Sergeant Farrell: Well, I think Bills got a point. If you look at the whole life of the planet, we...you know, man, has only been around for a few
blinks of the eye. So if the infection wipes us all out, that is a return to
Zombie movies are littered with excess. Thats part of why we like them. I don't know if anyone ever
considered breaking the horror and intensity of the genre down to a personal level before Alex Garland (original novel of
The Beach) wrote 28 Days Later and handed it over to director Danny Boyle to make it come alive.
The startling ideas: 1) The zombies are not the undead,
but rather are very much alive and infected by a virus transmitted through the infected's blood and saliva. 2) The characters are as rich and as important to the story as the action. 3) The action starts in a medical
testing facility where animal rights activists free lab monkeys infected with the virus (called the rage virus for effect). 4) After the mayhem and setup in the testing facility, the story quickly jumps to
28 days later. Manchester is burning and all of England is scattered with wrecked
vehicles, loose paper blowing in the wind, and dead bodies. This is striking
because every other movie would have been written with the story smack dab in the middle of the outbreak and chaos.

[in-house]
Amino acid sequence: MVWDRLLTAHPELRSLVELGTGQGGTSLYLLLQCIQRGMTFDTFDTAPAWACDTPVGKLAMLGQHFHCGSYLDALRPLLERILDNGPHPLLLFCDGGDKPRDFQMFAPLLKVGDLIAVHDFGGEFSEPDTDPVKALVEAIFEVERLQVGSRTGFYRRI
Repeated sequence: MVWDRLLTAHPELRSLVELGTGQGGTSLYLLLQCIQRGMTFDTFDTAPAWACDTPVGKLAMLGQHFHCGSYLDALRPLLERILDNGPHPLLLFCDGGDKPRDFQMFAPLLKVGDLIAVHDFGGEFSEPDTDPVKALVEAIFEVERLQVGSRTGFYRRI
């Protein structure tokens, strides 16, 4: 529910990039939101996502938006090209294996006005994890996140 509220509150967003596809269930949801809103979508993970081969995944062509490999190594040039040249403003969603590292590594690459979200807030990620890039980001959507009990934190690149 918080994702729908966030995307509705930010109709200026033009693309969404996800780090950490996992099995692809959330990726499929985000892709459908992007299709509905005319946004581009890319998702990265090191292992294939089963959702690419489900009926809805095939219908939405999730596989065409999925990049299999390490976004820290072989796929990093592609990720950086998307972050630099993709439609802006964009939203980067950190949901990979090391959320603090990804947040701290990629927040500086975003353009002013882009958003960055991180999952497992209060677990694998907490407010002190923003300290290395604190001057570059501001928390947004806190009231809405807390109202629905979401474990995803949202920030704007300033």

Instead, it picks up when a bicycle courier named Jim (the
wonderful Cillian Murphy) wakes up from a coma in an empty hospital room. As
he slowly walks through the disheveled hospital and out into the even more ruined streets, the viewer sees the damage as Jim
sees it. He, unlike us, has no idea what cause all the wreckage and decay. The atmospheric rock rises as his realization of the extent of the terror does until
it culminates with the discovery of a missing persons kiosk in the middle of the city covered with fading and worn photos
and desperate messages. After discovering the first of the many infected zombies
throughout the film inside a very frightening church, he meets up with two survivors, Selena (Naomie Harris) and Mark (Noah
Huntley) who save his life and inform him of the carnage that ensued in the previous 28 days.
In a normal zombie movie, you kill off all the zombies,
losing some of your rag tag crew along the way. In 28 Days Later, you
just try to survive. That leads to the discovery of Frank (Brendan Gleeson) and
his daughter Hannah (Megan Burns) hiding out in a tiny apartment. Frank found
a radio message from the army saying the answer to infection was in Manchester. Bickering
and bonding leads them to Manchester, where a small group of soldiers waits for women to repopulate the earth.
It's insane, but it all makes sense. People clamor for survival when they see normality slip through their fingers. They change. They do things they wouldn't do otherwise. They kill to live.
All the intensity you can wrap into a tiny independent
UK movie is in 28 Days Later. It features great performances from Murphy, Harris,
and Gleeson and ushers in the return of Boyle (The Beach, Trainspotting) as a visionary director. What impresses the most is the restraint when any other filmmaker would have started a barrage of action. Apparently, Boyle and his writer Garland know that scares come from raging savages
and the promise of loneliness in equal amounts.
I want to write the whole thing down, to share the gem
of a movie I found last March, but you ought to experience it on your own. Just
watch it. Leave a light on.